It's in many ways a laudable goal; the physical part of a marriage is important, and making an attempt to heal the hurts - including emotional and spiritual differences - can be a vital part of the process, for both caregiver and soon-to-be-dead-dude-or-dame.

It can also be a nightmare, if it goes wrong, and has the potential to introduce a huge amount of tension into an already charged situation.

Sexual problems in a marriage are usually indicative of deeper issues, and terminal illness is not a magic wand of good feeling and compassion that will sweep them away. If you want to work at the "make it better while there's time" option, I strongly urge the involvement of a counselor, because the reality of a limited horizon puts on the pressure like you wouldn't believe - pressure to be compassionate, pressure to br gracious, and pressure to perform.

Aside from being an important part of marriage, sex is for many (probably most) people symbolically life-affirming, both in its procreative purpose, and in the physical and emotional lift it can give.

But when someone's dying, there are some specific factors to consider.

First, there's the ewwww! quotient. While most terminal illnesses are definitely not contagious, we all  have that little seed of doubt...that "what if?" Education (and a talk with your spouse's doctor) should lay this to rest, but it's best to admit its potential presence. If fear causes reticence, your partner will surely feel it, and the experience will be tinged with or ruined by that barrier.

There is also the possibility that illness and/or medication can cause bad breath, body odor, weigh gain or loss, skin dryness or discoloration, hair loss...the list goes on, but you have to be aware of this, and have some sort of idea how you're going to deal with it without making your mate feel rejected, and gross.

Next, what if he/ she dies 'during'? It happens. Not often, but again, a talk with the doctor is essential. There are jokes about men feeling like, well, it would e a good way to die...but that's mainly fiction. No one wants to die of anything, and the thought of having sex knowing it might be fatal - and having the feeling that the prospect is real rather than macho posturing - will tend to cool a man's interest.

Then there are performance issues. We usually think of impotence and erectile dysfunction, but even more basic, there can be loss of libido in both men and women...but this loss of libido can be accompanied by emotionally-driven desire.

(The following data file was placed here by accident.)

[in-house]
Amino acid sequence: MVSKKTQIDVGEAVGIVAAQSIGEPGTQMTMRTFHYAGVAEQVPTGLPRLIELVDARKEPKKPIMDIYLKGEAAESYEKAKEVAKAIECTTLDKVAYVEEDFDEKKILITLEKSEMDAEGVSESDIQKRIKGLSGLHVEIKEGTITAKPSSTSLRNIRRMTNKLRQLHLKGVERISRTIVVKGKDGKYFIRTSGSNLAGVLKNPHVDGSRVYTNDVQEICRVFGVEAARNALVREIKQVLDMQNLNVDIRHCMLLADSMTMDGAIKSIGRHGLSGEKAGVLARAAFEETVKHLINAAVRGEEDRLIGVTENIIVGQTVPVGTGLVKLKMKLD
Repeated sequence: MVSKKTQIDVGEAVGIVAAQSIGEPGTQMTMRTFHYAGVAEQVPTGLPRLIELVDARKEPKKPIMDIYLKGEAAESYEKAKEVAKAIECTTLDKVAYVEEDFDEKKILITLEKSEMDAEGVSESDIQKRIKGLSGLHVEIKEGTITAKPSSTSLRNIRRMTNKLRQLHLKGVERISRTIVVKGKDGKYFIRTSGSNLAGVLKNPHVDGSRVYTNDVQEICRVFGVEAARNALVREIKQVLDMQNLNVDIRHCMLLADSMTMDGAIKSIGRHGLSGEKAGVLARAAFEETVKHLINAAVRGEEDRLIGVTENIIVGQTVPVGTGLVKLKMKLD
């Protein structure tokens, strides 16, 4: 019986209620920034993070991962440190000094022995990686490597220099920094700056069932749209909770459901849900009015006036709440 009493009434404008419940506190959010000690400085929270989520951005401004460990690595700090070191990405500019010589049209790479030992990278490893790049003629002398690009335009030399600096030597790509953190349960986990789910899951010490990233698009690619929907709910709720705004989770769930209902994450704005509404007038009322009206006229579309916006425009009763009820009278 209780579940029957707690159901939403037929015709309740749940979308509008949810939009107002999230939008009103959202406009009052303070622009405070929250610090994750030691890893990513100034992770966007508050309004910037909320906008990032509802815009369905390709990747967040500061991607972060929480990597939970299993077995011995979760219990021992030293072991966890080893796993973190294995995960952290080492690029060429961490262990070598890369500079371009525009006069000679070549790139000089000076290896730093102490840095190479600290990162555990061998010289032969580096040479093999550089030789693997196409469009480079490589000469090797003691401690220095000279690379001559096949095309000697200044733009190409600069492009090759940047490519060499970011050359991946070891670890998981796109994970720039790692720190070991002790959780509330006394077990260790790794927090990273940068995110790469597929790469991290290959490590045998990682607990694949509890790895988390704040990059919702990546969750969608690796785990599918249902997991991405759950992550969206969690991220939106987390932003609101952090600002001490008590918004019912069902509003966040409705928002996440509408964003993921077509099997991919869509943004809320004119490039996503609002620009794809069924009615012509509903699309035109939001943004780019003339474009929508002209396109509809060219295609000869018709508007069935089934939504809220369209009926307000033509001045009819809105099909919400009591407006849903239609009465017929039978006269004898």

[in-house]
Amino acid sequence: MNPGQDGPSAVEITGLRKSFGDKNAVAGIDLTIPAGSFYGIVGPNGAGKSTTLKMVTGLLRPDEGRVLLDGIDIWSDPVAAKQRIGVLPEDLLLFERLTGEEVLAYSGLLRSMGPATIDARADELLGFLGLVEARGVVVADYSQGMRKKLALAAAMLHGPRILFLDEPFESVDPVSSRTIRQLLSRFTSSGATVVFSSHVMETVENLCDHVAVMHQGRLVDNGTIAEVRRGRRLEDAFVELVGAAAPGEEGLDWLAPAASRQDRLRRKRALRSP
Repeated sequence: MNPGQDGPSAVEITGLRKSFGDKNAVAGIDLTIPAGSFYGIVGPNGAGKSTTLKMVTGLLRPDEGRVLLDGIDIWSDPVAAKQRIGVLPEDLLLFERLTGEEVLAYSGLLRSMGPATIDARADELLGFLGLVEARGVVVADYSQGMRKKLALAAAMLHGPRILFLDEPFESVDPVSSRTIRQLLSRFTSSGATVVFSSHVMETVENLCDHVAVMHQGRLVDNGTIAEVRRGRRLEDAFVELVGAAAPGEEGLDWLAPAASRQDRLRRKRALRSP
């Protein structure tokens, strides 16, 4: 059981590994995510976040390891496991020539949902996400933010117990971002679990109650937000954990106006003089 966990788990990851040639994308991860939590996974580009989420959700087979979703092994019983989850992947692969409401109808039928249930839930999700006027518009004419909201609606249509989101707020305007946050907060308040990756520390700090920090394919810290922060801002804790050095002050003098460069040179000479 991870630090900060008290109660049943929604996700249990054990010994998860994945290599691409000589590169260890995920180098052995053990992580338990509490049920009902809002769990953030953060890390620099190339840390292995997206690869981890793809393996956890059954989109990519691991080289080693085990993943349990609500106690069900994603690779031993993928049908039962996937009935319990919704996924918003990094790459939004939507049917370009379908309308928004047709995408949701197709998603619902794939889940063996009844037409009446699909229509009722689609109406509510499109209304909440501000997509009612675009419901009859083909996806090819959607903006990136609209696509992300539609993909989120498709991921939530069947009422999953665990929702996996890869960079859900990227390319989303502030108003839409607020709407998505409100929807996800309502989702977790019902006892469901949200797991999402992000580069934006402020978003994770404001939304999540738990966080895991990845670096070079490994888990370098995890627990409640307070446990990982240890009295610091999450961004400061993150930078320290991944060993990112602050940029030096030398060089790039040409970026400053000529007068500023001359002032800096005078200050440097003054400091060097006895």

Here' it's important for you, the caregiver, that this may not be just a desire for physical release - it may be a desire for you, heightened by the sense of impending loss.

Tough stuff, eh? Not what you imagined in the first blush of awakened emotions and hormones.

So...what to do?

  • Christians have it sort of easy; the Apostle Paul was quite clear that abstaining from sex for reasons other than limited times of worship, or illness that prevents it, is wrong. You are supposed to try to be available. In the real world, that means that you, the caregiver, should ideally try to overlook the problems that you're able to overlook. You've got to know what the limit is, but you are enjoined to try.
  • I'm uncomfortable, as a man, in giving the above advice to women, because so many women have felt used by an insensitive husband, and all too often Paul's words were used to coerce, not to grow companionship. If that describes you, or describes a significant portion of you married life, counseling is vital. You're called to mutual sharing in marriage, but not to the martyrdom of your heart. You don't have to destroy your feeling of self-worth, just because your husband's now dying. Death may be tragedy, but it's not entitlement.
  • Be patient; physical changes can make sexual activity much slower, and can curtail it unexpectedly...your mate may ask to stop from fatigue or pain, or may just fall asleep. Don't be offended. It's not about you, and it's likely to be embarrassing to him or her.
  • Be flexible in timing, if you can. There is the possibility that this time, when your husband asks...it may be the last time he's able. This is personal; it happened to me.
  • Be adaptable in the mechanics. What worked before may not work now. The important thing is that the experience is mutually satisfying, yes, but also that you, as the caregiving spouse (emphasis added) may have to be the guiding light and hand, and no, I'm not trying to be funny. This is the real world.
  • Pay more attention to atmosphere, and use things like scented candles and scented massage oils. A pleasantly wholistic experience may go a long way toward enhancing performance and enjoyment, and offsetting performance 'problems' in men. Men have some pretty mushy emotions, sometimes. These may well come to the fore now.
  • Never criticize, because a fragile ego comes with terminal illness (and many medications). If sex was lousy and boring, and your husband asks how it was or you...lie. Honesty, here, will gain nothing, and can knock out a prop to an interest in life.
  • If you need to talk to a counselor about your feelings, feelings that you can't share with your mate, do it. This is not the time to bottle it up. Just be sure that your counselor is trained, and is of the same sex.
What can you add? What have I missed?